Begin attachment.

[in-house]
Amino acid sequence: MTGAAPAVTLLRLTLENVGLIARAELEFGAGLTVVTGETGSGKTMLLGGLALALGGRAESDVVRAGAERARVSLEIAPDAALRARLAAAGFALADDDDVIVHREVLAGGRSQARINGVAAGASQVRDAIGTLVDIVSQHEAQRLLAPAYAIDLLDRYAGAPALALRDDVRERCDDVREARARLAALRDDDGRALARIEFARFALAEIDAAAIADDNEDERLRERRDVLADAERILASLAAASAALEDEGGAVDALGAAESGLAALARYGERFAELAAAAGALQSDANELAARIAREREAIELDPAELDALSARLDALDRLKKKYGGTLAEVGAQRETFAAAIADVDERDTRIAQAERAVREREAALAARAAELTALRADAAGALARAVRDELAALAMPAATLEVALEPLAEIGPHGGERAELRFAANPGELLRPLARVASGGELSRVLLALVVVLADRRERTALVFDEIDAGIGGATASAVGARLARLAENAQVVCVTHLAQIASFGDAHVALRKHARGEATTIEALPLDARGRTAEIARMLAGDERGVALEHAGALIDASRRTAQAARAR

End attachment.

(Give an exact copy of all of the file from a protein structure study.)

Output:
[in-house]
Amino acid sequence: MTGAAPAVTLLRLTLENVGLIARAELEFGAGLTVVTGETGSGKTMLLGGLALALGGRAESDVVRAGAERARVSLEIAPDAALRARLAAAGFALADDDDVIVHREVLAGGRSQARINGVAAGASQVRDAIGTLVDIVSQHEAQRLLAPAYAIDLLDRYAGAPALALRDDVRERCDDVREARARLAALRDDDGRALARIEFARFALAEIDAAAIADDNEDERLRERRDVLADAERILASLAAASAALEDEGGAVDALGAAESGLAALARYGERFAELAAAAGALQSDANELAARIAREREAIELDPAELDALSARLDALDRLKKKYGGTLAEVGAQRETFAAAIADVDERDTRIAQAERAVREREAALAARAAELTALRADAAGALARAVRDELAALAMPAATLEVALEPLAEIGPHGGERAELRFAANPGELLRPLARVASGGELSRVLLALVVVLADRRERTALVFDEIDAGIGGATASAVGARLARLAENAQVVCVTHLAQIASFGDAHVALRKHARGEATTIEALPLDARGRTAEIARMLAGDERGVALEHAGALIDASRRTAQAARAR